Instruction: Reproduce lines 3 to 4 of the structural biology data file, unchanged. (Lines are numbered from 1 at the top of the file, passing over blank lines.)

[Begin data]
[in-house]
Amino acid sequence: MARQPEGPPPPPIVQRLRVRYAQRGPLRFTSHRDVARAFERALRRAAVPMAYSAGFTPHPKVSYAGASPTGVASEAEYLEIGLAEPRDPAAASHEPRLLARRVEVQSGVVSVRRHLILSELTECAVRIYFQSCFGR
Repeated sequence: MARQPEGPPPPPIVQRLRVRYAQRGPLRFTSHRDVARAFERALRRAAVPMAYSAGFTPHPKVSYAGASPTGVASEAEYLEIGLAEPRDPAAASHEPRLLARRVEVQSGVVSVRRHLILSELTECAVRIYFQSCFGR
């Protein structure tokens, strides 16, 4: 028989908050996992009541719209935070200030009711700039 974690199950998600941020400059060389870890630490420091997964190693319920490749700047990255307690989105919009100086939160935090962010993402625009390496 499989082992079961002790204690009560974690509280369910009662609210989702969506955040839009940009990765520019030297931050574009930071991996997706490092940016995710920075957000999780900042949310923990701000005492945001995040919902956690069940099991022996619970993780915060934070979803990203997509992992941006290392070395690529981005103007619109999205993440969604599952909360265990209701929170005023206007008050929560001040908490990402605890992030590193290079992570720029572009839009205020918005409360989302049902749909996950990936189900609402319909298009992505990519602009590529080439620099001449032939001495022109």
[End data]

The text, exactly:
Repeated sequence: MARQPEGPPPPPIVQRLRVRYAQRGPLRFTSHRDVARAFERALRRAAVPMAYSAGFTPHPKVSYAGASPTGVASEAEYLEIGLAEPRDPAAASHEPRLLARRVEVQSGVVSVRRHLILSELTECAVRIYFQSCFGR
């Protein structure tokens, strides 16, 4: 028989908050996992009541719209935070200030009711700039 974690199950998600941020400059060389870890630490420091997964190693319920490749700047990255307690989105919009100086939160935090962010993402625009390496 499989082992079961002790204690009560974690509280369910009662609210989702969506955040839009940009990765520019030297931050574009930071991996997706490092940016995710920075957000999780900042949310923990701000005492945001995040919902956690069940099991022996619970993780915060934070979803990203997509992992941006290392070395690529981005103007619109999205993440969604599952909360265990209701929170005023206007008050929560001040908490990402605890992030590193290079992570720029572009839009205020918005409360989302049902749909996950990936189900609402319909298009992505990519602009590529080439620099001449032939001495022109």